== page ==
Employers call on Government to offer more support for working carers

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Research published today by Jelf Employee Benefits highlights a gulf in employer knowledge and Government support regarding workers that also double as carers in their non-work time.

Over 350 employers from across England and Wales took part in the survey, which found that almost nine in 10 employers (89%) wanted greater emphasis and encouragement from Government towards the provision of “carer” employee benefits. The comprehensive result suggests that Government should perhaps include this important issue as part of the Prime Minister’s new vision of a Shared Society.

The survey also found that 83% of employers did not believe they are aware of all employees who act as carers in their non-work time.

“The number of unpaid carers in the UK is estimated at 6.5 million*,” says Steve Herbert, Head of Benefits Strategy at Jelf Employee Benefits. “Many of these carers are also struggling to maintain paid jobs in addition to their caring duties.

“Evidence suggests* that such carers are often forced to turn down promotions, reduce their hours, or even leave the workplace altogether as a result of their caring duties. Any or all of these outcomes may be problematic and costly for their employer, damaging to the carer’s finances, and can only worsen the UK’s already poor productivity figures.  This is an issue that all stakeholders should really wish to address at the earliest opportunity.”

Jelf Employee Benefits point out that the challenges faced by working carers are similar to those faced by many working parents. Yet, while the Government is this year launching a new initiative (Tax Free Childcare) to help parents, as yet there are no plans in place to support other carers in the workplace.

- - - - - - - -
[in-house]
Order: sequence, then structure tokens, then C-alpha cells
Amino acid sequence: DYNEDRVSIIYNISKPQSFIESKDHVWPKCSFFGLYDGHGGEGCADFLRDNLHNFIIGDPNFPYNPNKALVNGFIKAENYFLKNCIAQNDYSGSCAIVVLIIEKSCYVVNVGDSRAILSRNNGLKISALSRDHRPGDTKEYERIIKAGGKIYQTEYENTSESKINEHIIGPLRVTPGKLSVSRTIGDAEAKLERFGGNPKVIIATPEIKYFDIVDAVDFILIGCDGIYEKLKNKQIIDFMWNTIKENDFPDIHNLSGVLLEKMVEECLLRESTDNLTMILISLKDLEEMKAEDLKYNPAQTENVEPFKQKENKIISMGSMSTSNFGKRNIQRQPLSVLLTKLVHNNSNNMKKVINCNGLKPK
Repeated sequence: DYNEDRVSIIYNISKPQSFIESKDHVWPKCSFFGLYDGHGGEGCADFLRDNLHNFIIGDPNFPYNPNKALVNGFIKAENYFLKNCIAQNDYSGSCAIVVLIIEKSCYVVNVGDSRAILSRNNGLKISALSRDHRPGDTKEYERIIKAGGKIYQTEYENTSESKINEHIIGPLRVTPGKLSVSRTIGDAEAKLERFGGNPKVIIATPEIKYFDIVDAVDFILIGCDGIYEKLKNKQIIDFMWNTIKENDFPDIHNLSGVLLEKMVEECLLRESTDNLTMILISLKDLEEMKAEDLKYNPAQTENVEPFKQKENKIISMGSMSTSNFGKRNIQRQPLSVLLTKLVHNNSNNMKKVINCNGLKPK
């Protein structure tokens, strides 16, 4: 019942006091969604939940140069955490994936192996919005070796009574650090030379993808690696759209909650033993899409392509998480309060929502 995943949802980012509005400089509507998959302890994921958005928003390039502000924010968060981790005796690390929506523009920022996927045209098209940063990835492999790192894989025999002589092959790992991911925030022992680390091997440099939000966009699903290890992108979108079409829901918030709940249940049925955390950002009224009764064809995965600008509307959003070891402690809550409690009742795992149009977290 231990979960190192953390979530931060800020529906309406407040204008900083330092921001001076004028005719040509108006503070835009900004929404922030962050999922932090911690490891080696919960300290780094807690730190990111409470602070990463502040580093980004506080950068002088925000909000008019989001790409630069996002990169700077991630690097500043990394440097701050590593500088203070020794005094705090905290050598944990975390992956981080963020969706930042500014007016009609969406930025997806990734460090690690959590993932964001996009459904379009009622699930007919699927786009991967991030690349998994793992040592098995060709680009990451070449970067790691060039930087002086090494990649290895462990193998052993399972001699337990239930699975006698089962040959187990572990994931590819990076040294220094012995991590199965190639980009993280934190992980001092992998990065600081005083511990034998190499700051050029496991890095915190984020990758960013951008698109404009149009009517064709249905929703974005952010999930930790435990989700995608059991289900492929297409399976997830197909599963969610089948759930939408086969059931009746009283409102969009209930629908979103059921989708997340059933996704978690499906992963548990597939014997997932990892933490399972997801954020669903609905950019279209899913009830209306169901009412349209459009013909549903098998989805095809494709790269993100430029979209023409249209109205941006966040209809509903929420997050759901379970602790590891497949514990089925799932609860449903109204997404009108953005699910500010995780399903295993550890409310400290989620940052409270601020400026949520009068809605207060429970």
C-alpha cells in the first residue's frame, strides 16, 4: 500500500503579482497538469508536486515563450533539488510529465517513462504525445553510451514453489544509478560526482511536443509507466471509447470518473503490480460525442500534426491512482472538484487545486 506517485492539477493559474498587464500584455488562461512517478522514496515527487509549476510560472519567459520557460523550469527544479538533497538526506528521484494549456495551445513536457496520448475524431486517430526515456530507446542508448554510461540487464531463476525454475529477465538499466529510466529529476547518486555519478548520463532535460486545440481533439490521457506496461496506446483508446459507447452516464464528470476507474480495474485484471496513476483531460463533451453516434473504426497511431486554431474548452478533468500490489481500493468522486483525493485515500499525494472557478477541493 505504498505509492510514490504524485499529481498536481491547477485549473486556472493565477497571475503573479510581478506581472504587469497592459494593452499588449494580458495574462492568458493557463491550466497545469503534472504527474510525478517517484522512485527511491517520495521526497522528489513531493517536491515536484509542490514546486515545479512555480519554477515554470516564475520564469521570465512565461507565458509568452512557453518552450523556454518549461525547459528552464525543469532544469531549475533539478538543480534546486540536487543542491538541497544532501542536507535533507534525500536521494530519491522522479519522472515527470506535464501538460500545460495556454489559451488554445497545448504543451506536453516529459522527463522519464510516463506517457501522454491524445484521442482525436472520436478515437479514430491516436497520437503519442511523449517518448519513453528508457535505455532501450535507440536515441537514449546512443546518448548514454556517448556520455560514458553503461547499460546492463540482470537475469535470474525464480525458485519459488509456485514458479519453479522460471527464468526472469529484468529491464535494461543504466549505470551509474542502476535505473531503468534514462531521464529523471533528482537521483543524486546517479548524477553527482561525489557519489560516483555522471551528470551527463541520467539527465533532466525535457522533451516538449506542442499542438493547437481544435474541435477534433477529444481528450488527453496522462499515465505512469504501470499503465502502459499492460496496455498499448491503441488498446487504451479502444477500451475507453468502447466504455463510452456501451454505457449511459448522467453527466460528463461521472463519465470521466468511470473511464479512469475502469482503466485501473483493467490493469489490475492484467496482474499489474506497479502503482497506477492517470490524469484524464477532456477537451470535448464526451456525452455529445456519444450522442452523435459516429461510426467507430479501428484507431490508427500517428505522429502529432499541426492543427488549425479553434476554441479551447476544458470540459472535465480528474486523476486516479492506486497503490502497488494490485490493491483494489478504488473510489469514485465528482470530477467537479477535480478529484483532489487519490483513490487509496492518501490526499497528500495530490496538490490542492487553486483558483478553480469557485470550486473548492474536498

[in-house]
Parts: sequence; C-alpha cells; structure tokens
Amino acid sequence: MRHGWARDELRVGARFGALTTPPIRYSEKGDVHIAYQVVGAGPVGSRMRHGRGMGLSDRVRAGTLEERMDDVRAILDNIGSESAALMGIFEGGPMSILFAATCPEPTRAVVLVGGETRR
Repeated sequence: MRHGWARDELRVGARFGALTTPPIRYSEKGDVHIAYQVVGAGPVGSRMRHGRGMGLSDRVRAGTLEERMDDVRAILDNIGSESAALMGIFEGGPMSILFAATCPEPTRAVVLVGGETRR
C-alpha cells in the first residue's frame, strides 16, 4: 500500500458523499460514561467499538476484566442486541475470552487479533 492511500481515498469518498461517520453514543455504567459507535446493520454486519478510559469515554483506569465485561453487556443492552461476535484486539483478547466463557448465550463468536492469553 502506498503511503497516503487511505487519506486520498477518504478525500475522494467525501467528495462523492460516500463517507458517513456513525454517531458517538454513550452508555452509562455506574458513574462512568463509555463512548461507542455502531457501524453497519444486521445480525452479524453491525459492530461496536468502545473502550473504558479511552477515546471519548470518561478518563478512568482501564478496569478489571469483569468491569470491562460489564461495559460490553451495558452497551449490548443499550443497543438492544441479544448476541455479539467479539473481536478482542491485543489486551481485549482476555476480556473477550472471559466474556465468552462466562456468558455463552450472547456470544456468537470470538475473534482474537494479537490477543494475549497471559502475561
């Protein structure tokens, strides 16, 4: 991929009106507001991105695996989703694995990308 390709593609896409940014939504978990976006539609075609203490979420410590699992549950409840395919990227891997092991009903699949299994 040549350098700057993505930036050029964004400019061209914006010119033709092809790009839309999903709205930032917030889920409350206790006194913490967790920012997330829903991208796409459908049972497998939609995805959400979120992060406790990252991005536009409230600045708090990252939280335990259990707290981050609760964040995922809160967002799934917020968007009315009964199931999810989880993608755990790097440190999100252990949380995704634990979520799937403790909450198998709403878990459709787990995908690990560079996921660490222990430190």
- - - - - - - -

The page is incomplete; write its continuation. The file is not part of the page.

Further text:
“The 2017 Jelf Employee Benefits survey highlights that the issue of working carers is a hidden one for many private, public and third sector organisations,” continues Steve Herbert. “Just 13% of employers believed that they are aware of all employees who double as carers in their non-work time. It is apparent that this important working demographic is currently operating below the radar of most employers.  Now is the time for both employers and Government to wake up to the reality of the challenges faced by those carers who are also holding down paid employment.

“We would strongly encourage employers to establish the number and needs of their working carers and provide support through their existing benefits offering as appropriate.

“Finally, and certainly not least, we call on the Government to consider extending the scope of state financial support for carers beyond only those with childcare issues.”

The 2017 Jelf Employment Survey was undertaken at seminars in London, Cardiff, Chester, Leeds, Manchester and Bristol in the second half of 2016.

 

Question data

Question 10
Would you like to see a greater emphasis & encouragement from Government towards “Carer” employee benefits in the future?
Yes 310 88.83%
No 5 1.43%
Don’t know 34 9.74%
Number of responses 349
Survey dates and locations London 08/07/16, Leeds 21/09/16, Manchester 05/10/16, Bristol 10/11/16

 

Question 11
Do you believe that your company is aware of all employees who are “carers” in their non-work time?
Yes 46 12.92%
No 295 82.87%
Don’t know 15 4.21%
Number of responses 356
Survey dates and locations  London 08/07/16, Leeds 21/09/16, Manchester 05/10/16, Bristol 10/11/16

 

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About the author

Steve Herbert is an award-winning thought leader on Pensions and Employee Benefit issues. His principal aim is better communicating the value and usage of employee benefits to employers. This he has achieved through many (highly successful) seminar series over the last decade, and his regular and widely read blog posts on the subject.
He also acts as a judge in HR and Employee Benefits industry awards, article writer, and product innovator. Steve is a regular contributor to DWP forums and compulsive responder to formal Government Consultations on pension and employee benefit issues. He is occasionally accused of making employee benefits interesting.